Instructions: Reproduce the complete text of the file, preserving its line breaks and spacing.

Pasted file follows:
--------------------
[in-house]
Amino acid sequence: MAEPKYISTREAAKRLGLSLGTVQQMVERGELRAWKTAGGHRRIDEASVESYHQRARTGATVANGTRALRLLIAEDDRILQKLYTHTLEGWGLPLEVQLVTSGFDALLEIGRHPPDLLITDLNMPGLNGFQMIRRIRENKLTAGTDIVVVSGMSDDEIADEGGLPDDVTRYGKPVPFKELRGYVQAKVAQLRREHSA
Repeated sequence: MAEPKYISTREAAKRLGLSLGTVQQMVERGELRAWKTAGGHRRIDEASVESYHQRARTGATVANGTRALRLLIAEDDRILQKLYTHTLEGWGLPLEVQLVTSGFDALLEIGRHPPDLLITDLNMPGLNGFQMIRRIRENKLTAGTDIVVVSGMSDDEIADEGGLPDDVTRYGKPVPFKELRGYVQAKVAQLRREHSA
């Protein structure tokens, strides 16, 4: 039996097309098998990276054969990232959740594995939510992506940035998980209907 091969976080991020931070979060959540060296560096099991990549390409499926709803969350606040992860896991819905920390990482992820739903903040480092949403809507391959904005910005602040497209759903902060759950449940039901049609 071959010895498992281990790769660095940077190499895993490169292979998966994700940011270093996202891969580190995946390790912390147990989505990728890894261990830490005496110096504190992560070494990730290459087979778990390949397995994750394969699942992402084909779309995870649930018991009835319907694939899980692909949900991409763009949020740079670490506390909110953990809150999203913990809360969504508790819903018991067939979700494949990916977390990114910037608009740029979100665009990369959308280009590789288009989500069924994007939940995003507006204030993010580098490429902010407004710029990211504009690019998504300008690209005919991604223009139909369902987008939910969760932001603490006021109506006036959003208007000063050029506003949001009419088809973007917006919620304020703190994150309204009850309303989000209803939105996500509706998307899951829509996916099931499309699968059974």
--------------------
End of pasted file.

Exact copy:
[in-house]
Amino acid sequence: MAEPKYISTREAAKRLGLSLGTVQQMVERGELRAWKTAGGHRRIDEASVESYHQRARTGATVANGTRALRLLIAEDDRILQKLYTHTLEGWGLPLEVQLVTSGFDALLEIGRHPPDLLITDLNMPGLNGFQMIRRIRENKLTAGTDIVVVSGMSDDEIADEGGLPDDVTRYGKPVPFKELRGYVQAKVAQLRREHSA
Repeated sequence: MAEPKYISTREAAKRLGLSLGTVQQMVERGELRAWKTAGGHRRIDEASVESYHQRARTGATVANGTRALRLLIAEDDRILQKLYTHTLEGWGLPLEVQLVTSGFDALLEIGRHPPDLLITDLNMPGLNGFQMIRRIRENKLTAGTDIVVVSGMSDDEIADEGGLPDDVTRYGKPVPFKELRGYVQAKVAQLRREHSA
């Protein structure tokens, strides 16, 4: 039996097309098998990276054969990232959740594995939510992506940035998980209907 091969976080991020931070979060959540060296560096099991990549390409499926709803969350606040992860896991819905920390990482992820739903903040480092949403809507391959904005910005602040497209759903902060759950449940039901049609 071959010895498992281990790769660095940077190499895993490169292979998966994700940011270093996202891969580190995946390790912390147990989505990728890894261990830490005496110096504190992560070494990730290459087979778990390949397995994750394969699942992402084909779309995870649930018991009835319907694939899980692909949900991409763009949020740079670490506390909110953990809150999203913990809360969504508790819903018991067939979700494949990916977390990114910037608009740029979100665009990369959308280009590789288009989500069924994007939940995003507006204030993010580098490429902010407004710029990211504009690019998504300008690209005919991604223009139909369902987008939910969760932001603490006021109506006036959003208007000063050029506003949001009419088809973007917006919620304020703190994150309204009850309303989000209803939105996500509706998307899951829509996916099931499309699968059974």